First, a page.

The events leading to blood digestion in hematophagous insects are nor well understood at the molecular level. Here we report on the characterization of a trypsin gene from the black fly Simulium vittatum. Southern blot analysis indicated that the S. vittatum genome contains at least two trypsin genes. Primer extension experiments identified two closely spaced transcription initiation sites, 3 bp apart. A genomic clone containing the trypsin gene was restriction mapped and the nucleotide sequence of the 5′-upstream region was determined. Several sequence elements were identified, including a consensus TATA box 35 nucleotides upstream from the transcription initiation sire, a consensus arthropod initiator site at position -7, and two conserved sequence elements, 5′GGATTAA (position -77) and 5′TGTTTCCT (position -148). The latter two elements are present at comparable distances from the transcription initiation sites in black fly and mosquito trypsin genes. Significant amounts of trypsin mRNA were detected in guts of sugar-fed flies. Upon blood feeding, trypsin mRNA levels gradually increased to reach twice the initial abundance at 8 hr after blood ingestion. In contrast to other hematophagous insects, the induced mRNA level persists for a prolonged period of time (at least 48 hr) after blood ingestion. The results of this study provide information that may be useful for the expression of transgenes in insects of medical importance.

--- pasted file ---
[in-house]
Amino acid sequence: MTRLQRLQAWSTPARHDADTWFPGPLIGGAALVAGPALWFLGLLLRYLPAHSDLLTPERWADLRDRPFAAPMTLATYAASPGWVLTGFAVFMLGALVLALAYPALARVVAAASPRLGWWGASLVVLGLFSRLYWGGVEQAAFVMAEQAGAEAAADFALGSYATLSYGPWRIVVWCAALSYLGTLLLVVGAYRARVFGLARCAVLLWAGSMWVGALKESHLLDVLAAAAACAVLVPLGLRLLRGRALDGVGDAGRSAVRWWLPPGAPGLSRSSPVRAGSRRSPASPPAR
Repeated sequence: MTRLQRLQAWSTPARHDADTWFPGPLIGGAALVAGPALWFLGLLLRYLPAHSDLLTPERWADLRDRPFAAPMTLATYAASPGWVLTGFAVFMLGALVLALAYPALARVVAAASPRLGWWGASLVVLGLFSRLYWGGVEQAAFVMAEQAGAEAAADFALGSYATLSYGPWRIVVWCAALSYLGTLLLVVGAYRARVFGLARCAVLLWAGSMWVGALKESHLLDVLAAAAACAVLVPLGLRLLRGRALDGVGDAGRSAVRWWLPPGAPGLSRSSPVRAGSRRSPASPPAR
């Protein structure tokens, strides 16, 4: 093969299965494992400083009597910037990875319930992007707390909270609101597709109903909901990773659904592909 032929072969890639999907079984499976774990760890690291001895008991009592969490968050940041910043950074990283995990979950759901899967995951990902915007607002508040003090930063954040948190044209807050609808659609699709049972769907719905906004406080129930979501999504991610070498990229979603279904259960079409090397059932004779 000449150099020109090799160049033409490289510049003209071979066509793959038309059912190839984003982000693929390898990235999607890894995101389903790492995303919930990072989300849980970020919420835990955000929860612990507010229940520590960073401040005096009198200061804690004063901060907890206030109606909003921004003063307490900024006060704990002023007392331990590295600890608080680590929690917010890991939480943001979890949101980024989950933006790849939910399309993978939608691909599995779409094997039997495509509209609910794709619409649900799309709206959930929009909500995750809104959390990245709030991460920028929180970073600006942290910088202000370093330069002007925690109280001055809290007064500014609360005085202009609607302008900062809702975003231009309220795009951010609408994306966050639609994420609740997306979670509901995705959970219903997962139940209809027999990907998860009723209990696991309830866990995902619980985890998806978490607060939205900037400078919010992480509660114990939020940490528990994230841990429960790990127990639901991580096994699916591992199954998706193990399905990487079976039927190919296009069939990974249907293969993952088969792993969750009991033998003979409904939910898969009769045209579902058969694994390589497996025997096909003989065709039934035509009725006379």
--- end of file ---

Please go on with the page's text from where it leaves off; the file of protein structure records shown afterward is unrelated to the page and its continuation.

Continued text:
ASJC Scopus subject areas
- Infectious Diseases